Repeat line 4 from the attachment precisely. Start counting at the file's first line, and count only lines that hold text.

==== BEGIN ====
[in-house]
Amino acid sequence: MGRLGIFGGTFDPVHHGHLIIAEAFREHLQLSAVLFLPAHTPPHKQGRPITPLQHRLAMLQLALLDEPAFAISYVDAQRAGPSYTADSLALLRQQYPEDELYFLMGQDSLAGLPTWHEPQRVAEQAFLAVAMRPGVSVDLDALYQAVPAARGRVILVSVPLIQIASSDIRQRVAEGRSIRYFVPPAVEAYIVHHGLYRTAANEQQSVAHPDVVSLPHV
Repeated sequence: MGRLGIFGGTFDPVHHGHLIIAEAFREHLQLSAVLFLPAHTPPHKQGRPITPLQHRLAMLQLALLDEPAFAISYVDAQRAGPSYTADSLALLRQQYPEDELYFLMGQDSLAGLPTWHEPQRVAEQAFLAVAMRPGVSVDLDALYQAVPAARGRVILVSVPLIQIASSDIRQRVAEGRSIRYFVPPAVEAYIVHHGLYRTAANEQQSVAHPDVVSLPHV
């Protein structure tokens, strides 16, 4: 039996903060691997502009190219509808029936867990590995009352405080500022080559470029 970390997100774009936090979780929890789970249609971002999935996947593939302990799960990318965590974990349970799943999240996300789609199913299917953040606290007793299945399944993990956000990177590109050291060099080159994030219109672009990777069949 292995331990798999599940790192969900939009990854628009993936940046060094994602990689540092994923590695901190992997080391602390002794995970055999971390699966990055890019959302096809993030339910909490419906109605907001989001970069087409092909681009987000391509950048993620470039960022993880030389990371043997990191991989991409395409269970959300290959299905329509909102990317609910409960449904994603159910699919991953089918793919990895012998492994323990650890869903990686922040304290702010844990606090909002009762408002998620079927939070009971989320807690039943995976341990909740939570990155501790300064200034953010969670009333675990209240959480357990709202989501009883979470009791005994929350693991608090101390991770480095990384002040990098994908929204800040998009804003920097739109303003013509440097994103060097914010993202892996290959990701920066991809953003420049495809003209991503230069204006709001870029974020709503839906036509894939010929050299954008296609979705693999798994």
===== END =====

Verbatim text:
């Protein structure tokens, strides 16, 4: 039996903060691997502009190219509808029936867990590995009352405080500022080559470029 970390997100774009936090979780929890789970249609971002999935996947593939302990799960990318965590974990349970799943999240996300789609199913299917953040606290007793299945399944993990956000990177590109050291060099080159994030219109672009990777069949 292995331990798999599940790192969900939009990854628009993936940046060094994602990689540092994923590695901190992997080391602390002794995970055999971390699966990055890019959302096809993030339910909490419906109605907001989001970069087409092909681009987000391509950048993620470039960022993880030389990371043997990191991989991409395409269970959300290959299905329509909102990317609910409960449904994603159910699919991953089918793919990895012998492994323990650890869903990686922040304290702010844990606090909002009762408002998620079927939070009971989320807690039943995976341990909740939570990155501790300064200034953010969670009333675990209240959480357990709202989501009883979470009791005994929350693991608090101390991770480095990384002040990098994908929204800040998009804003920097739109303003013509440097994103060097914010993202892996290959990701920066991809953003420049495809003209991503230069204006709001870029974020709503839906036509894939010929050299954008296609979705693999798994």